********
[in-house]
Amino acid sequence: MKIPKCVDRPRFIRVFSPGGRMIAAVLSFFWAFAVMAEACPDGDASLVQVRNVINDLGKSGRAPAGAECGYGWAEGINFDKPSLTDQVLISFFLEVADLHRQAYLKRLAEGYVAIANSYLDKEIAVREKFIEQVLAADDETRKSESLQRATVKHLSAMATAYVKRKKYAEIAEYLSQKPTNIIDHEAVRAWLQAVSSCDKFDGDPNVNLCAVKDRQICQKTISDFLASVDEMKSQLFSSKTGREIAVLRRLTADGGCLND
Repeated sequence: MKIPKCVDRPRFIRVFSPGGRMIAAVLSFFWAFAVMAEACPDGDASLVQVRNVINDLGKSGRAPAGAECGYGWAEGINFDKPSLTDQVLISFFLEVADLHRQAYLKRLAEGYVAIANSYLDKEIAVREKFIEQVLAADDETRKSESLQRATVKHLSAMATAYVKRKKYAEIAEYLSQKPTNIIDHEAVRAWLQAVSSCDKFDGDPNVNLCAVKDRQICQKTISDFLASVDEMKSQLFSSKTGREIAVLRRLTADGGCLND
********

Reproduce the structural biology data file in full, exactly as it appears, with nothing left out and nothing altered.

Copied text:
[in-house]
Amino acid sequence: MKIPKCVDRPRFIRVFSPGGRMIAAVLSFFWAFAVMAEACPDGDASLVQVRNVINDLGKSGRAPAGAECGYGWAEGINFDKPSLTDQVLISFFLEVADLHRQAYLKRLAEGYVAIANSYLDKEIAVREKFIEQVLAADDETRKSESLQRATVKHLSAMATAYVKRKKYAEIAEYLSQKPTNIIDHEAVRAWLQAVSSCDKFDGDPNVNLCAVKDRQICQKTISDFLASVDEMKSQLFSSKTGREIAVLRRLTADGGCLND
Repeated sequence: MKIPKCVDRPRFIRVFSPGGRMIAAVLSFFWAFAVMAEACPDGDASLVQVRNVINDLGKSGRAPAGAECGYGWAEGINFDKPSLTDQVLISFFLEVADLHRQAYLKRLAEGYVAIANSYLDKEIAVREKFIEQVLAADDETRKSESLQRATVKHLSAMATAYVKRKKYAEIAEYLSQKPTNIIDHEAVRAWLQAVSSCDKFDGDPNVNLCAVKDRQICQKTISDFLASVDEMKSQLFSSKTGREIAVLRRLTADGGCLND